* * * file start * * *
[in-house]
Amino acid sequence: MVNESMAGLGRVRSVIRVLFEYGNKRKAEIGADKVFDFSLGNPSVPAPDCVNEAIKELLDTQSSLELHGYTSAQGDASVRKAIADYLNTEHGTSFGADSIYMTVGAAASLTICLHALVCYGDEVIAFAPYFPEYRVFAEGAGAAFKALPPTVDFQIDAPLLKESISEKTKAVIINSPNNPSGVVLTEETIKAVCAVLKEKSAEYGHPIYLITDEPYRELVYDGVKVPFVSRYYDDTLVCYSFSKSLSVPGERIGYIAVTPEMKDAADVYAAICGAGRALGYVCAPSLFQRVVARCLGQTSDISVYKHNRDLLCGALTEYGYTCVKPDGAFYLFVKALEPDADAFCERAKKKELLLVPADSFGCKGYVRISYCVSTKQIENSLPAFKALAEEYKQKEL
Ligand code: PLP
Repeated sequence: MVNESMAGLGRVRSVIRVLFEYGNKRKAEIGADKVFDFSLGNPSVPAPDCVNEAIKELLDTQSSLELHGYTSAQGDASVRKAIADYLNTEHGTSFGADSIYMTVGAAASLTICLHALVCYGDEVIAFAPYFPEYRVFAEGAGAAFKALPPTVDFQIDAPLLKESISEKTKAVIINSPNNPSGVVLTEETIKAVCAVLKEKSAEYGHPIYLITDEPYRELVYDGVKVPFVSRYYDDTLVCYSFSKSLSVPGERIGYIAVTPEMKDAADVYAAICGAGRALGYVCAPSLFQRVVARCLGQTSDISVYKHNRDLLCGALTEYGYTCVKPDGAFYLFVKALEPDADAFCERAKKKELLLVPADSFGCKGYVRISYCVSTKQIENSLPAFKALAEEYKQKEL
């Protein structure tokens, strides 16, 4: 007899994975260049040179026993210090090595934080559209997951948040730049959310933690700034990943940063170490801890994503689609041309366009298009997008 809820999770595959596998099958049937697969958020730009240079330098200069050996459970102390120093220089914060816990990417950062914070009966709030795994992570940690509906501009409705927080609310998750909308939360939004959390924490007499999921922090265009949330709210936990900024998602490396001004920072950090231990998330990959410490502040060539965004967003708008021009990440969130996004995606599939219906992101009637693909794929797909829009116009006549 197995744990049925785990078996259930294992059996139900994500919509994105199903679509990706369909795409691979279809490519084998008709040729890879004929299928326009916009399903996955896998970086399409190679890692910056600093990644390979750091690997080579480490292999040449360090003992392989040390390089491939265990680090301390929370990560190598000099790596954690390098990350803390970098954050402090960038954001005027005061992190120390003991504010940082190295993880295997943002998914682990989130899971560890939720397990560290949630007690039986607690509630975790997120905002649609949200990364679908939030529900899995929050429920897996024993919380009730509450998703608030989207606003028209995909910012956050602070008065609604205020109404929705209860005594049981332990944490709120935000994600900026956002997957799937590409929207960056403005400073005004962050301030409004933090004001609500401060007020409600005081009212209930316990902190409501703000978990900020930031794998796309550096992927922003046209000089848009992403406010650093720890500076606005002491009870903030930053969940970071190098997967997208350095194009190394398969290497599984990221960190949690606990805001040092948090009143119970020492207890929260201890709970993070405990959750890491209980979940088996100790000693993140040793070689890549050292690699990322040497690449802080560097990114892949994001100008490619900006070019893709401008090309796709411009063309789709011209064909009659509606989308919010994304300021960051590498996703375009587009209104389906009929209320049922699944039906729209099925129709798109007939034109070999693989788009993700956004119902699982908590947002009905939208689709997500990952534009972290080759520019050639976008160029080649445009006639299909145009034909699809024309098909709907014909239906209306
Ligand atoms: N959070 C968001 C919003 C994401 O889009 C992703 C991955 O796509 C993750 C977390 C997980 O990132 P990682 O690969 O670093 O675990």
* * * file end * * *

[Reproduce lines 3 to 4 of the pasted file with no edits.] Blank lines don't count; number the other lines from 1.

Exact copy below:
Ligand code: PLP
Repeated sequence: MVNESMAGLGRVRSVIRVLFEYGNKRKAEIGADKVFDFSLGNPSVPAPDCVNEAIKELLDTQSSLELHGYTSAQGDASVRKAIADYLNTEHGTSFGADSIYMTVGAAASLTICLHALVCYGDEVIAFAPYFPEYRVFAEGAGAAFKALPPTVDFQIDAPLLKESISEKTKAVIINSPNNPSGVVLTEETIKAVCAVLKEKSAEYGHPIYLITDEPYRELVYDGVKVPFVSRYYDDTLVCYSFSKSLSVPGERIGYIAVTPEMKDAADVYAAICGAGRALGYVCAPSLFQRVVARCLGQTSDISVYKHNRDLLCGALTEYGYTCVKPDGAFYLFVKALEPDADAFCERAKKKELLLVPADSFGCKGYVRISYCVSTKQIENSLPAFKALAEEYKQKEL